Courtesy of Big Brothers Big Sisters of New York City.

An intimate gathering of about 25 local residents at the Bronx Brewery marked the launch of the latest Big Brothers Big Sisters of NYC drive to enlist mentors from the Bronx community.

“Be Bronx, Be Big,” was the theme of the Oct. 18 event.

With over 900 youngsters citywide applying to have a mentor every year and more than 38% of them hailing from the Bronx, the program seeks to find more Bronx-based residents motivated to give back to their community.  

In Alicia Guevara’s eyes, there’s a real opportunity for folks to make a difference, challenge stereotypes, and do right by the children and their families. Guevara is the executive director at Big Brothers Big Sisters of NYC.

“I’m a Bronx native. The Bronx raised me and did a pretty good job at it, I would say,” she told the crowd. “I reject the notion that there aren’t committed, dedicated, qualified, compassionate adults in the Bronx; we’re committing to connecting with young people.”   

Currently, most of the youngsters from the Bronx are being matched with Manhattan-based mentors.  That’s not by choice but a necessity and, ultimately, a motivating factor in launching “Be Bronx, Be Big.”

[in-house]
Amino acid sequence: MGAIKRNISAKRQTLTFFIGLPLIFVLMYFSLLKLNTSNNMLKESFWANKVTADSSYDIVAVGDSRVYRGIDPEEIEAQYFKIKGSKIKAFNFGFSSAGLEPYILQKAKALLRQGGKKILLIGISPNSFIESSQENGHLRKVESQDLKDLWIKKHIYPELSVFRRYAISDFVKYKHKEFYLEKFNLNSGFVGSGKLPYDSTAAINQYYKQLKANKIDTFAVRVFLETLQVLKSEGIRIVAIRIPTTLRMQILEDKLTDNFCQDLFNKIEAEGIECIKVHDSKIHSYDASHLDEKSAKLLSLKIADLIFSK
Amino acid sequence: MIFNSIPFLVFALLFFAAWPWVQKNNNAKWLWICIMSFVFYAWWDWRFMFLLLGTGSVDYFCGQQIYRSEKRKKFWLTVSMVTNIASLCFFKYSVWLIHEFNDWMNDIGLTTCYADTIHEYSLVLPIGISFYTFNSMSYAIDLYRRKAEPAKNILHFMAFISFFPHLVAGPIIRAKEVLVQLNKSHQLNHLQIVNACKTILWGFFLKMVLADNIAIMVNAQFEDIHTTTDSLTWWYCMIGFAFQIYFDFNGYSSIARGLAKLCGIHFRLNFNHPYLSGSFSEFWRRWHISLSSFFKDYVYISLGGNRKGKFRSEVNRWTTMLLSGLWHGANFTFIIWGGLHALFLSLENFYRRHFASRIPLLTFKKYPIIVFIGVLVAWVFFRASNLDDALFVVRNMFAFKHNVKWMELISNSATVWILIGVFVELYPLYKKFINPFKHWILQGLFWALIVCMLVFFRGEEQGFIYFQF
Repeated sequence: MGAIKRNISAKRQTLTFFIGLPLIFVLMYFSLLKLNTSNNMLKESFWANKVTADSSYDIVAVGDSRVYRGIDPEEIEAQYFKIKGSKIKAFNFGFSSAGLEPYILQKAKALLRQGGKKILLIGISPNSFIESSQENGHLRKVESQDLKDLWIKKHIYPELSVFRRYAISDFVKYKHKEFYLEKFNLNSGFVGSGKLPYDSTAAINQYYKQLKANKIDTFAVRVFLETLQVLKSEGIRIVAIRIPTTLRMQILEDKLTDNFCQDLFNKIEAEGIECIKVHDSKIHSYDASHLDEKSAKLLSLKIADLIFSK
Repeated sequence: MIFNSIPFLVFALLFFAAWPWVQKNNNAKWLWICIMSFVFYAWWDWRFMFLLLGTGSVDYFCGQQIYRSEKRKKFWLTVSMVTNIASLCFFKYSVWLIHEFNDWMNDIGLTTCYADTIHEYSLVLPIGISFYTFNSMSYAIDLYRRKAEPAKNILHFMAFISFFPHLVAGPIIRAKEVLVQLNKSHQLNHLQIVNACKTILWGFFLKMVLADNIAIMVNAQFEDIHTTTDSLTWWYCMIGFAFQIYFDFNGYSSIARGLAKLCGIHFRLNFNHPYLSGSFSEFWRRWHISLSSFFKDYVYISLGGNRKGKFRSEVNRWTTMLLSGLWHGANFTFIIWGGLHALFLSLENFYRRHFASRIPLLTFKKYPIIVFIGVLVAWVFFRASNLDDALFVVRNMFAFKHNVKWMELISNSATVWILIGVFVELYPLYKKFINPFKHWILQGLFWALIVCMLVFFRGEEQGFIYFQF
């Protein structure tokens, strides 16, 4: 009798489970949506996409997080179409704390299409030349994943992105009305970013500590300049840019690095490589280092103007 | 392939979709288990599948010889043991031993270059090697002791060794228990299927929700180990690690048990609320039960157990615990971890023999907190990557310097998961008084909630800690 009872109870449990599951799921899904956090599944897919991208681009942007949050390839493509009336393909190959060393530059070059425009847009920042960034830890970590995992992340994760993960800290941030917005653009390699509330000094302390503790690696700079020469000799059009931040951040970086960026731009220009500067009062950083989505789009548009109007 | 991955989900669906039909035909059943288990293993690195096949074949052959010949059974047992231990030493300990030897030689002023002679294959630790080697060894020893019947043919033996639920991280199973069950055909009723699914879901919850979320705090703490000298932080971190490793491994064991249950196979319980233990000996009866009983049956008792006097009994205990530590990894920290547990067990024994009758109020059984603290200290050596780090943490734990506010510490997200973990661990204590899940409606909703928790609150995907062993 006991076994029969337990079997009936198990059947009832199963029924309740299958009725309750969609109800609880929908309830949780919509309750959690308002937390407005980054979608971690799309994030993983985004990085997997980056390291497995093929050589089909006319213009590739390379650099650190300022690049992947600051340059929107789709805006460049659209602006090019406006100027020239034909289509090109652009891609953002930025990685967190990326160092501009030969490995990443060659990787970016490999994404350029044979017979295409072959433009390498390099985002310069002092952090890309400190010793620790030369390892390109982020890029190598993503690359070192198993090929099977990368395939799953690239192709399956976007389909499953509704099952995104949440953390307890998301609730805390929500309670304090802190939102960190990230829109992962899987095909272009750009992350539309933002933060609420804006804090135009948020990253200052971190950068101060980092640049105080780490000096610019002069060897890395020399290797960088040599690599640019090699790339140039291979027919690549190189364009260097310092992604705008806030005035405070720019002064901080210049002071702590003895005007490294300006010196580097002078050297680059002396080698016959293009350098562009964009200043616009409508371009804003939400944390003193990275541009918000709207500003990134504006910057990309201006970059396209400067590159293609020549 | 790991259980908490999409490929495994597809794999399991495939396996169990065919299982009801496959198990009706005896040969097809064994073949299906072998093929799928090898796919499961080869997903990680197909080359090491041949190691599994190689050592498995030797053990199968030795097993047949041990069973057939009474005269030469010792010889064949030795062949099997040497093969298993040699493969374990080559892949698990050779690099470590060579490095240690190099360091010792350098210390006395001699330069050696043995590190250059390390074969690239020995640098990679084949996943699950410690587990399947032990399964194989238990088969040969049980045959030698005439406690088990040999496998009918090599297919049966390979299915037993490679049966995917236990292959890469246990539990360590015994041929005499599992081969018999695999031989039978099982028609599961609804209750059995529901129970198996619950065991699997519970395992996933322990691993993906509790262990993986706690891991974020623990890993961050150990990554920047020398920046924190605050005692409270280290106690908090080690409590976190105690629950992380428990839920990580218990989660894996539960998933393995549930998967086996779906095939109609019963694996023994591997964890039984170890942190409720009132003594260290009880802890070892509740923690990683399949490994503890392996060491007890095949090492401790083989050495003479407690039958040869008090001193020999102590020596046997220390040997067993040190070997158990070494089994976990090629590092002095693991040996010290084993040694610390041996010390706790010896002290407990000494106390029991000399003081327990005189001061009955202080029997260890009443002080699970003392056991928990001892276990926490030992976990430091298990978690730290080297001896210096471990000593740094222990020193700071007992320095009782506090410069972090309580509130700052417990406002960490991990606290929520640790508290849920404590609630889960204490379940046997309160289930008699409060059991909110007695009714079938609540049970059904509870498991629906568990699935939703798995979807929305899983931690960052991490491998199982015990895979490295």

Mike Coughlin, a social worker and executive at Big Brothers Big Sisters of NYC, stated it simply:  “We’re trying to make sure that all of the kids in our program have access to nearby mentors from their communities, so they can see people they can connect with, who will be invested in their future.” 

Jayla Saunders spoke about her initial reluctance to join the program and how that feeling grew into a grateful appreciation. She did not understand what she had signed up for, but it didn’t take her long to go all in. 

On her first outing with Big Brothers Big Sisters, she told the assembled group, she went to the NBCU studios, crystalizing her dreams of working in media. Saunders wound up being part of an NBCU cohort program for three years. Now on track to finish her undergraduate degree in a CUNY Program, Saunders continues to work in marketing and communications, recognizing just how important the lessons she learned really are–and how they could help more people too.

“The program made me feel like I had a community of people.  The program helped me realize you can be more yourself,” she said. “You can be who you want to be, who you are.”  

Saunders urged everyone present to sign up as mentors: “A lot of kids from the Bronx don’t get the same opportunities as the kids in the other boroughs. Other boroughs have more opportunities.”

The numbers Big Brothers Big Sisters of NYC rolled out about outcomes suggest that Saunders’ experience is no anomaly. As of 2023, 98% of youngsters who participated in the program graduated from high school, compared to the 77% citywide graduation rate cited on NYC Open Data.

After 120 years, Big Brothers Big Sisters wants to continue expanding – its current wait in the Bronx list is at 125.

To learn more and sign up, head to Big Brothers Big Sisters of NYC’s website.

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